15 Steps To Communicate About Climate in Your City

By path2positive

Developing and implementing an ambitious climate action plan is becoming more and more common for mayors and city leaders throughout the country. As an increasing number of Americans begin to see climate impacts in their everyday lives, and start to suffer the consequences, a growing number are inspired to support bold climate action.

For many, though, the perceived challenges and sacrifices of environmental policies can sometimes seem overwhelming, and the sacrifices greater than the possible benefits.

Fortunately, rapidly developing technology, innovation, and creative new policies are transforming climate solutions from costly burdens, to timely and economically favorable solutions. Developments in renewables like wind and solar have contributed to lower energy bills for families and have made the costs of clean power more affordable to more people. Green-collar jobs are now more numerous than those in coal extraction, and provide high-paying, stable employment. Mass transit projects and bike shares are decreasing commute times. Energy efficiencies are reducing the emission of harmful pollutants, and our cities are becoming greener, healthier, better places to live.

With the case for bold climate action on their side, mayors must be sure to clearly communicate the benefits to residents in their city. These are 15 tested steps to effective climate communication:

The 15 Steps

  • 1. Start with people, stay with people. Mayors must express that climate action is about residents first. Be sure to stay focused on how action improves the lives of families and residents in your city.
  • 2. Connect on common values. We all want to live in clean, healthy cities. Show residents that values including faith, community, personal choice, health, and fairness are the motivations for climate action.
  • 3. Acknowledge ambivalence. Show that you recognize the competing priorities and limited time available to effect climate solutions.
  • 4. Make it real. Point out local, real climate impacts that affect residents and the health of their communities.
  • 5. Emphasize solutions. Climate change offers opportunities and solutions that can empower communities. These include well paying, stable jobs for residents, lower energy bills for businesses and families, and healthier environments to live and raise a family. Focus on these benefits rather than the consequences of a changing climate.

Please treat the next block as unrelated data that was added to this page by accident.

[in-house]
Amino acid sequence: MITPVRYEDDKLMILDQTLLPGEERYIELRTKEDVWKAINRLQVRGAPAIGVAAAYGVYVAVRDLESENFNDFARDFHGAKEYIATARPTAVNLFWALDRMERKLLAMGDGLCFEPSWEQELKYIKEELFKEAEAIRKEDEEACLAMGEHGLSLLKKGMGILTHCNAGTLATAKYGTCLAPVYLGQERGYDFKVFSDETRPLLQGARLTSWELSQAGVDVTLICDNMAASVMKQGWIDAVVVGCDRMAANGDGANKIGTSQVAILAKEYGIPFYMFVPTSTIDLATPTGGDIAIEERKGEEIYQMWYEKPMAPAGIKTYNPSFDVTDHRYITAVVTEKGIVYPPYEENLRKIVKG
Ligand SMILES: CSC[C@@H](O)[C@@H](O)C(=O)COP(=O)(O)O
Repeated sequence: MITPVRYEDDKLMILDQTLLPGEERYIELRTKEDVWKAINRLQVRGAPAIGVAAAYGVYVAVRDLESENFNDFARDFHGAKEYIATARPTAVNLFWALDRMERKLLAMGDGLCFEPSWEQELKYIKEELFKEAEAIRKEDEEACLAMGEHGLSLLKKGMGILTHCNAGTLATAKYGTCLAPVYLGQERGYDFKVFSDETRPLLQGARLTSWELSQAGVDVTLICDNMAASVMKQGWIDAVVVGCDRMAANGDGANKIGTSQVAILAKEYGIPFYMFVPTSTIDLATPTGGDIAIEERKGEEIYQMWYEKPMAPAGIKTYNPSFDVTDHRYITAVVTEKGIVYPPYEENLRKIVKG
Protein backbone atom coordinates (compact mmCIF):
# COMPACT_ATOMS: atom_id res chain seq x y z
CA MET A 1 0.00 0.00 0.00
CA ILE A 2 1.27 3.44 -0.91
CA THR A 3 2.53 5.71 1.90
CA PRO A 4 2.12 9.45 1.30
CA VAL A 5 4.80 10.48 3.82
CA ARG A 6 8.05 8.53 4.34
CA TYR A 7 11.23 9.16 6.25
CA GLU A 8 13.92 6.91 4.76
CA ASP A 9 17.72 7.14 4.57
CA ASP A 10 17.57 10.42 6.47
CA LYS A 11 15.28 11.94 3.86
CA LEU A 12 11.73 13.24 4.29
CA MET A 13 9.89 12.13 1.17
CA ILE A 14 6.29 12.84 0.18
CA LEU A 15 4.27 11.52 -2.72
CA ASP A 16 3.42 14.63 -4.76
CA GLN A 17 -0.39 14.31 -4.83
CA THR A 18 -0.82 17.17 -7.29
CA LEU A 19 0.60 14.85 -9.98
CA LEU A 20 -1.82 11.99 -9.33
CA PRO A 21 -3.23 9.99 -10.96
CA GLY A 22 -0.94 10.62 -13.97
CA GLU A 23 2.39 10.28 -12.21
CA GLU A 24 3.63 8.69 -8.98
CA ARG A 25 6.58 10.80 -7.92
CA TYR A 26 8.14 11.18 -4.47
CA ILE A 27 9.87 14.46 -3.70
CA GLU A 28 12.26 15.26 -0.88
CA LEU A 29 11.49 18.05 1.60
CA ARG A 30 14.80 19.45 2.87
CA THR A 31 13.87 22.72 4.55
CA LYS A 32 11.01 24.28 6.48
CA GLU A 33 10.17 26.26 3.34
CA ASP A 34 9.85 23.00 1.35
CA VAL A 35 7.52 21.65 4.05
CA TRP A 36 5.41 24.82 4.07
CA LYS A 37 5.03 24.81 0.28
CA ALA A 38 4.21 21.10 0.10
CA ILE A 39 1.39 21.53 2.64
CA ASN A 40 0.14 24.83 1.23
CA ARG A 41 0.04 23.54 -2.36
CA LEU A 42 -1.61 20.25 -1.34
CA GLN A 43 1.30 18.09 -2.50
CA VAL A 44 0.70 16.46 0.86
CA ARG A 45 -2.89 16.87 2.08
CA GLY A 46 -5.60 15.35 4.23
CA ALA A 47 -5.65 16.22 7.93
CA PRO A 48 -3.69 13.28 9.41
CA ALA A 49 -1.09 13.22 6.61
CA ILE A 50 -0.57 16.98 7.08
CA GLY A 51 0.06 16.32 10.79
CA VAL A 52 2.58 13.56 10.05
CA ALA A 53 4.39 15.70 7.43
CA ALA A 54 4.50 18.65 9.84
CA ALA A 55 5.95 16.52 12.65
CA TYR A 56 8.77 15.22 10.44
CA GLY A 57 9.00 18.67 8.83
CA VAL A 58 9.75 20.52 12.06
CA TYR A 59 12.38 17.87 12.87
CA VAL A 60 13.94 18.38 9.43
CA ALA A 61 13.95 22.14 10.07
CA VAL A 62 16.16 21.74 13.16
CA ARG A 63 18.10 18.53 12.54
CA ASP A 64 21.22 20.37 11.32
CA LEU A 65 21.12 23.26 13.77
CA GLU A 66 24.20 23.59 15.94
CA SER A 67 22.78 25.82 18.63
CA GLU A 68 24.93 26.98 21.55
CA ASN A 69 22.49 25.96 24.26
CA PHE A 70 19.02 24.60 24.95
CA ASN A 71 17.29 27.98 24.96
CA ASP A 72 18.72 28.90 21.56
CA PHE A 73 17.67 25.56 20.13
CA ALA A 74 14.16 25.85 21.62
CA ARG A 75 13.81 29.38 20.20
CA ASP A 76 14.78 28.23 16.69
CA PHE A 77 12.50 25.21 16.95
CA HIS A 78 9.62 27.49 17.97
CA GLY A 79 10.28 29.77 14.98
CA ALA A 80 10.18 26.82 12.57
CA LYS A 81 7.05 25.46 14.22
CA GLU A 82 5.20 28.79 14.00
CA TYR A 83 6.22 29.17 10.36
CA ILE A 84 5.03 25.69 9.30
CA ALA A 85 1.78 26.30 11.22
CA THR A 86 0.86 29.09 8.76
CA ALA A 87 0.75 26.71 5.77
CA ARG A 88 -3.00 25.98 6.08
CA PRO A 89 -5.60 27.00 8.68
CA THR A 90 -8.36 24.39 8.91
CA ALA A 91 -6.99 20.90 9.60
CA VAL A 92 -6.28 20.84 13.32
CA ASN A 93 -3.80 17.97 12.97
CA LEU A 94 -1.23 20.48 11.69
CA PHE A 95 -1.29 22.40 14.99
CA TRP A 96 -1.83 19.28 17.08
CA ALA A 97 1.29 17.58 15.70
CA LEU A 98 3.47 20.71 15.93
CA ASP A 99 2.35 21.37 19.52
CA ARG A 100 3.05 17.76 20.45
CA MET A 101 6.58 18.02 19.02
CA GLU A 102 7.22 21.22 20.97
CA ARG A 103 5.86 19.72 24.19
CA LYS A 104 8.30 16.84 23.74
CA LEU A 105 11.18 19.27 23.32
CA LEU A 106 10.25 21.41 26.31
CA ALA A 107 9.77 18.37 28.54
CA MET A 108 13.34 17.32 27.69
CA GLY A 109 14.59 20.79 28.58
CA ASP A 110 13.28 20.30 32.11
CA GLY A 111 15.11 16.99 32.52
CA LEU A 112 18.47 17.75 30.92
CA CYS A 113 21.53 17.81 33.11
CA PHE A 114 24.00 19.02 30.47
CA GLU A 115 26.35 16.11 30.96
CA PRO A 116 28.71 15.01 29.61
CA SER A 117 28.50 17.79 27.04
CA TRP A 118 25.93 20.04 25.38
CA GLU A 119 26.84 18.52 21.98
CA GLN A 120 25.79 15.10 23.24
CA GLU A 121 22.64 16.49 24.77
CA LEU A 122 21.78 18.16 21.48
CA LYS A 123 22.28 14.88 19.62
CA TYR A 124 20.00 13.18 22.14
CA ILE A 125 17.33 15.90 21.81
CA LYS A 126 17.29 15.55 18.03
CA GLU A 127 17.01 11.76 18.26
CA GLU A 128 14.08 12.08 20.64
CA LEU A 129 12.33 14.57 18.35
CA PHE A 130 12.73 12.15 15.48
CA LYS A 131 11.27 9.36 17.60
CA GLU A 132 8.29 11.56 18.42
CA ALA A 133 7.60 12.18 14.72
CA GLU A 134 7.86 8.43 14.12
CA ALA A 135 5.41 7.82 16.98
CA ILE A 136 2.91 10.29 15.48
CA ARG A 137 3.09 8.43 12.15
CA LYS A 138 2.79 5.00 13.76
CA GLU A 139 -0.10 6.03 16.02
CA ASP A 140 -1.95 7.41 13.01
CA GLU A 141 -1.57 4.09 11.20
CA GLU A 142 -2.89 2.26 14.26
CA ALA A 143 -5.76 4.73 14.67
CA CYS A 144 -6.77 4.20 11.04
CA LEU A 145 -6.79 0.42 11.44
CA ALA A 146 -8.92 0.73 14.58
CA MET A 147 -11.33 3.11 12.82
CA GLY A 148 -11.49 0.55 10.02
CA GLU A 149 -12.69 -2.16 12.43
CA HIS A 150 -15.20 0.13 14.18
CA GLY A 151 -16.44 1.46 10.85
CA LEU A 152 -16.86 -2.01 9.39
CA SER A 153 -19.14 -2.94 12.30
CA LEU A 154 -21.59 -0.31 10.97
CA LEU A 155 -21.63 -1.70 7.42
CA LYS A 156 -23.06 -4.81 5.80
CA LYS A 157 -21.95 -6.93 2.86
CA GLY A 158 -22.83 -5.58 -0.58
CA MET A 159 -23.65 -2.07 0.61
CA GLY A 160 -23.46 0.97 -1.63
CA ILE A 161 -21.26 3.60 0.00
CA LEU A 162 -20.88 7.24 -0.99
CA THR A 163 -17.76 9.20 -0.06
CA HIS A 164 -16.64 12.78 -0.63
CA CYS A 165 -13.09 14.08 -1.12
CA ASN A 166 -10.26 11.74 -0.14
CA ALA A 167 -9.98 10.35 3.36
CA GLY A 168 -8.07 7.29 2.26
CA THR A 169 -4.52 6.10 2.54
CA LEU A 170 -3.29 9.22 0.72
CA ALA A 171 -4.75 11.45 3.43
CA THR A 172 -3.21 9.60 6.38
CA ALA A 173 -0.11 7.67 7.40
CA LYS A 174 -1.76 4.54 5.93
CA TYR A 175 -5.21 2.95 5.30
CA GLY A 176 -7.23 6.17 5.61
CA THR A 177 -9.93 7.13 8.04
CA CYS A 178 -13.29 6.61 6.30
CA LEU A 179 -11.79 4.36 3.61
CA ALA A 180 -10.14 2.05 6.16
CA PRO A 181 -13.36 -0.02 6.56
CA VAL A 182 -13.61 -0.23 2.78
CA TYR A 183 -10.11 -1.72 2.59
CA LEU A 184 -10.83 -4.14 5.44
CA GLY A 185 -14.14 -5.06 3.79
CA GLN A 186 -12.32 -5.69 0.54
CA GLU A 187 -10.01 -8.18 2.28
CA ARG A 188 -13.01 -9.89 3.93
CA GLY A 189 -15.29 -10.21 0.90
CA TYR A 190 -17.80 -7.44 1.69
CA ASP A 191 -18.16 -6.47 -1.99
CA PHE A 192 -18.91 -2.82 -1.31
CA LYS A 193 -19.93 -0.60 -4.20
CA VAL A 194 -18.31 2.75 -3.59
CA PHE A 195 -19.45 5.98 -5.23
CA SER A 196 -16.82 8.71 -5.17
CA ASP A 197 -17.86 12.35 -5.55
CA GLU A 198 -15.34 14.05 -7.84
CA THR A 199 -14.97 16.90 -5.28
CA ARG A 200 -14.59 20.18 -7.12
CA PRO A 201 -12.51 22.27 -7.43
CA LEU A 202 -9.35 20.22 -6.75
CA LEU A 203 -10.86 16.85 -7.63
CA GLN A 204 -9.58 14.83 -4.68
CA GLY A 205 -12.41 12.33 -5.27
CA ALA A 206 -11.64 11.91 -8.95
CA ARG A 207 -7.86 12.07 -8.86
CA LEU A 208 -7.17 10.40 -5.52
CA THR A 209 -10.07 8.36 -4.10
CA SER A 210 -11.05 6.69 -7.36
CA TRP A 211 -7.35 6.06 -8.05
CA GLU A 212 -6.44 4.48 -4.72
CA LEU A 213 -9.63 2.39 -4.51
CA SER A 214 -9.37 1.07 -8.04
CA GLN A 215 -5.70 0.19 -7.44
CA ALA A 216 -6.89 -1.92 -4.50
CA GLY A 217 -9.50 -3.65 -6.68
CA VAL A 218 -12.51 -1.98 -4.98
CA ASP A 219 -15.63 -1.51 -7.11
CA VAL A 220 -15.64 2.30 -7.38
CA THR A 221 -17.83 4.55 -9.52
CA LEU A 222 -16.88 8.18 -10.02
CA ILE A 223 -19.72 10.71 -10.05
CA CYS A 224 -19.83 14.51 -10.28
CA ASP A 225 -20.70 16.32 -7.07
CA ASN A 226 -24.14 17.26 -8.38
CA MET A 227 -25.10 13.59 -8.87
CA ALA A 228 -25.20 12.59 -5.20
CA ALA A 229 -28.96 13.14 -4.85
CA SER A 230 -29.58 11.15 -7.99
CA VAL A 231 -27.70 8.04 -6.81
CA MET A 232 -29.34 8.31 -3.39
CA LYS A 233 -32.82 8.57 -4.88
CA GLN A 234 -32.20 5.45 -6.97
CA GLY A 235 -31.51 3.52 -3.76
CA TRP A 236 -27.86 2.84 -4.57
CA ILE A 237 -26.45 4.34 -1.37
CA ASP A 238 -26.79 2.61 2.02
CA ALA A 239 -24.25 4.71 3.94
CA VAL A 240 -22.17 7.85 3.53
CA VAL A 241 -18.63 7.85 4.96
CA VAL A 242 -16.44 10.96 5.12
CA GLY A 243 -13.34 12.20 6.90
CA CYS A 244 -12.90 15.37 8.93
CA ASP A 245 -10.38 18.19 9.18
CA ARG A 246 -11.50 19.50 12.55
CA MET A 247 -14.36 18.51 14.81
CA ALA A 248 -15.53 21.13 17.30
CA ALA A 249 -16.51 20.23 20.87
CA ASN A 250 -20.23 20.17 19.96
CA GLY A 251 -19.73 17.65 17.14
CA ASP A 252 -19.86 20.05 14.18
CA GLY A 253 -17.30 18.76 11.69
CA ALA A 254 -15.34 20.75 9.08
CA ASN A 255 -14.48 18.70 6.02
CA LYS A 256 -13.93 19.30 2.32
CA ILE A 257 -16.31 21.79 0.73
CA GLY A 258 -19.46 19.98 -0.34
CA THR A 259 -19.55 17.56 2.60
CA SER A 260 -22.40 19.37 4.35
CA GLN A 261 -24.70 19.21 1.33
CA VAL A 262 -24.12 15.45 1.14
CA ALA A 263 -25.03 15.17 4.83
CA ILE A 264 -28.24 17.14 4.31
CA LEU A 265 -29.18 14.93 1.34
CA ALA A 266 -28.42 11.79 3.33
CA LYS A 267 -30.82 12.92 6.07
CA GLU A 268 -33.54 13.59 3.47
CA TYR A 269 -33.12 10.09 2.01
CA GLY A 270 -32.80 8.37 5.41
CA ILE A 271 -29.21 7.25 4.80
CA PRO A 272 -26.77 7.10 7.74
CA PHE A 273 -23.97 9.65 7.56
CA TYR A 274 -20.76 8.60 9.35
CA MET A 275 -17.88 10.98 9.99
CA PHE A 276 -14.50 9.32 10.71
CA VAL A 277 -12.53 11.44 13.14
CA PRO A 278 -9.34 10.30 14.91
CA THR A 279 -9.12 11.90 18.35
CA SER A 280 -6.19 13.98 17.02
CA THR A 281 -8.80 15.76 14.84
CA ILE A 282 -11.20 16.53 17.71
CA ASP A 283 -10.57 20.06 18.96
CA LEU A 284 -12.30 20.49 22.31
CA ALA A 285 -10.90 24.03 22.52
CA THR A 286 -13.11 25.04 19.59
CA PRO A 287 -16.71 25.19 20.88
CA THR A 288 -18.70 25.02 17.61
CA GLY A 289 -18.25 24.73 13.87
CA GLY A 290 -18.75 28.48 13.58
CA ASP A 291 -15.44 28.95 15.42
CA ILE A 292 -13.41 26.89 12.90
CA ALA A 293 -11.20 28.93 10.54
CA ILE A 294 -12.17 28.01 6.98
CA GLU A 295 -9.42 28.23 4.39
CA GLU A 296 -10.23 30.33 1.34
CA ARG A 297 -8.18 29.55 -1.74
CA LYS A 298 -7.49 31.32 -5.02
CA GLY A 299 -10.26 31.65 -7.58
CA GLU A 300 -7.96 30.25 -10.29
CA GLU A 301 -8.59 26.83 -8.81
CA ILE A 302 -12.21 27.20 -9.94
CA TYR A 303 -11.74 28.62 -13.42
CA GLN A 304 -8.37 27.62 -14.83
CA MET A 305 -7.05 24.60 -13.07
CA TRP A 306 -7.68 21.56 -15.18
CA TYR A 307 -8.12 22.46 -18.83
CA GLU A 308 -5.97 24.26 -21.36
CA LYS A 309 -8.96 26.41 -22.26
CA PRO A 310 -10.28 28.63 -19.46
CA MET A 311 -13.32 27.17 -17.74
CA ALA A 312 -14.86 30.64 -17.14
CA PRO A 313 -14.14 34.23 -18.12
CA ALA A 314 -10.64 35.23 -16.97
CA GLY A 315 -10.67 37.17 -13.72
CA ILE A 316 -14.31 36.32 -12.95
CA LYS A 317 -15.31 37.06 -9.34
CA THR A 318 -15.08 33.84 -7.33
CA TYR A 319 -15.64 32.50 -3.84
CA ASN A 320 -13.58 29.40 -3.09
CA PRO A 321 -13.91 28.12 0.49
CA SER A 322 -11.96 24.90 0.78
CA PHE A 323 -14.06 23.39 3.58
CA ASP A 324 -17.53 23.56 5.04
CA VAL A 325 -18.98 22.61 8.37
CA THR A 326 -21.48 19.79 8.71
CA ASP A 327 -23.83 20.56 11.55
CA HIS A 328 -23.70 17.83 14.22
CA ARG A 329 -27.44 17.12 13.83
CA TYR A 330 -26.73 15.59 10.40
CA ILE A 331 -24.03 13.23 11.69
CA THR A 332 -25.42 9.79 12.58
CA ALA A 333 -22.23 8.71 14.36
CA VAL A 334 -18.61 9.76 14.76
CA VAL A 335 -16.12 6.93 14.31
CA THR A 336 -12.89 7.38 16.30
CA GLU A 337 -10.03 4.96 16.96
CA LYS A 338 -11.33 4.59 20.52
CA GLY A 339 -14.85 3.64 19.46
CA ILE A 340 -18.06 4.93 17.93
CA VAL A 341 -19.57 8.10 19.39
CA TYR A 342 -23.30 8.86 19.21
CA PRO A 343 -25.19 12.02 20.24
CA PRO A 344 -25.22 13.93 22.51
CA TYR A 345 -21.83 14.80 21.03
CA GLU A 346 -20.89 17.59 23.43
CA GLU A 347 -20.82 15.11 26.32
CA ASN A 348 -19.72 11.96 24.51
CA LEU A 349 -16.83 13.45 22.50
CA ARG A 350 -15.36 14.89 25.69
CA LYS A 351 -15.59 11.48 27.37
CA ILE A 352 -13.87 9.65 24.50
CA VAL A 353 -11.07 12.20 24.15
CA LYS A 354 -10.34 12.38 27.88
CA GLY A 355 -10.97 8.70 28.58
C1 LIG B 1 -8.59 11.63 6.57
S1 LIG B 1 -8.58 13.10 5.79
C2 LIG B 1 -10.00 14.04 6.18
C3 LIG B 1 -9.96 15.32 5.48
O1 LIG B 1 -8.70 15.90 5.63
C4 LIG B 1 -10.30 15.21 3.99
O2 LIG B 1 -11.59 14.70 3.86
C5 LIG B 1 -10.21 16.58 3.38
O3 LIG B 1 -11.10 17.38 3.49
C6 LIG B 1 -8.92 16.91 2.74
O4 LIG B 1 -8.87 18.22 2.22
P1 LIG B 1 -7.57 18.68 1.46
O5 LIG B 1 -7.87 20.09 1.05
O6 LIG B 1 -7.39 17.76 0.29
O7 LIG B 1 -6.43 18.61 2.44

• 6. Inspire and empower. Cities are the epicenters of climate action. Mayors and community leaders are able to act quickly, decisively, and implement climate action plans with an efficiency unparalleled at the state and federal level. These may include subsidies for rooftop solar, bike paths, or even increased energy efficiency standards for new construction. Let your community know how local action can translate to regional and global progress.
  • 7. Focus on personal benefit. Climate action brings well-paying, stable jobs. It puts more money back into family pocketbooks by decreasing energy bills, and creates healthier environments to live and work. Focus on these benefits rather than personal sacrifices.
  • 8. End with your “ask.” Call on residents to be productive climate changers and provide the impetus to act. This may include voting and supporting climate-wise policies and programs.
  • 9. Sequence matters. Start your messaging with what is personal and relevant to your constituents’ lives, and move to solutions.
  • 10. Describe, don’t label. Use simple language to illustrate the need and benefits of action. Picturing the results of solutions is more effective than jargon-filled explanations.
  • 11. Have at least one powerful fact from a trusted messenger. Don’t get too bogged down with statistics. Use one or two statements from a source your community trusts to lend support for action.
  • 12. Ditch doom and gloom. Too much talk about climate consequences is not constructive, so focus instead on how action can overcome these challenges.
  • 13. Use stories to strengthen engagement. Stay away from abstractions. Use personal stories to show that action benefits real people in the community.
  • 14. Stay above the fray. Don't get sidetracked or sucked into arguments—focus on the big picture of climate solutions.
  • 15. Message discipline is critical. Know your residents and what is important to them. Stick to your talking points and stay on message.

By following these simple steps, mayors and city leaders can inspire residents in their city. Community support is critical to a robust, effective climate action plan, and as climate leaders, mayors must inspire. Download your guide to effective climate communication today, and collaborate with climate leaders by joining Path to Positive Communities!


Stuart Wood is a writer at Path to Positive Communities and an adjunct professor. He has a Ph.D. in Political Science from Claremont Graduate University, where he focused on climate change, political communications and psychology. Email him at [email protected]

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